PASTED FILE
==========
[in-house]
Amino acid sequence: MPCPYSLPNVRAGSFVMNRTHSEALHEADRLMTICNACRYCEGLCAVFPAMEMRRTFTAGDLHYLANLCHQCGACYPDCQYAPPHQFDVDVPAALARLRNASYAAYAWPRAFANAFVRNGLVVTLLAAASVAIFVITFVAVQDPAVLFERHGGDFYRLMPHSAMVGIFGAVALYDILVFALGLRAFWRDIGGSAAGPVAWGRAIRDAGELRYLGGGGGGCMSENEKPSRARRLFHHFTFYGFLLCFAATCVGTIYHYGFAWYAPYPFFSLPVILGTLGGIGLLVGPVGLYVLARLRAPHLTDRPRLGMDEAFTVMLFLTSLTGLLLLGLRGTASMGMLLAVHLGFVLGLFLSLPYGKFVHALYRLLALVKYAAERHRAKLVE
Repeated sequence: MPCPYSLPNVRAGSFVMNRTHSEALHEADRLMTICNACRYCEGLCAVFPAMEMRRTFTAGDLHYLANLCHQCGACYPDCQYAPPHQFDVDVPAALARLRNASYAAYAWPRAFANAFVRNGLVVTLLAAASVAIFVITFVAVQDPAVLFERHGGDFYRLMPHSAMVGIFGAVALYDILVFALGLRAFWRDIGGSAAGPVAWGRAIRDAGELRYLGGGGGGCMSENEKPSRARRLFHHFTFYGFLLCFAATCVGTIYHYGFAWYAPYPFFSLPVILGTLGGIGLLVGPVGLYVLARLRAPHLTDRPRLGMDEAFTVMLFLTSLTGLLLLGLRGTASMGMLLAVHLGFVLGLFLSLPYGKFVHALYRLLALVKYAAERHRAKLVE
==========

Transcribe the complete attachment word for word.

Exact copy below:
[in-house]
Amino acid sequence: MPCPYSLPNVRAGSFVMNRTHSEALHEADRLMTICNACRYCEGLCAVFPAMEMRRTFTAGDLHYLANLCHQCGACYPDCQYAPPHQFDVDVPAALARLRNASYAAYAWPRAFANAFVRNGLVVTLLAAASVAIFVITFVAVQDPAVLFERHGGDFYRLMPHSAMVGIFGAVALYDILVFALGLRAFWRDIGGSAAGPVAWGRAIRDAGELRYLGGGGGGCMSENEKPSRARRLFHHFTFYGFLLCFAATCVGTIYHYGFAWYAPYPFFSLPVILGTLGGIGLLVGPVGLYVLARLRAPHLTDRPRLGMDEAFTVMLFLTSLTGLLLLGLRGTASMGMLLAVHLGFVLGLFLSLPYGKFVHALYRLLALVKYAAERHRAKLVE
Repeated sequence: MPCPYSLPNVRAGSFVMNRTHSEALHEADRLMTICNACRYCEGLCAVFPAMEMRRTFTAGDLHYLANLCHQCGACYPDCQYAPPHQFDVDVPAALARLRNASYAAYAWPRAFANAFVRNGLVVTLLAAASVAIFVITFVAVQDPAVLFERHGGDFYRLMPHSAMVGIFGAVALYDILVFALGLRAFWRDIGGSAAGPVAWGRAIRDAGELRYLGGGGGGCMSENEKPSRARRLFHHFTFYGFLLCFAATCVGTIYHYGFAWYAPYPFFSLPVILGTLGGIGLLVGPVGLYVLARLRAPHLTDRPRLGMDEAFTVMLFLTSLTGLLLLGLRGTASMGMLLAVHLGFVLGLFLSLPYGKFVHALYRLLALVKYAAERHRAKLVE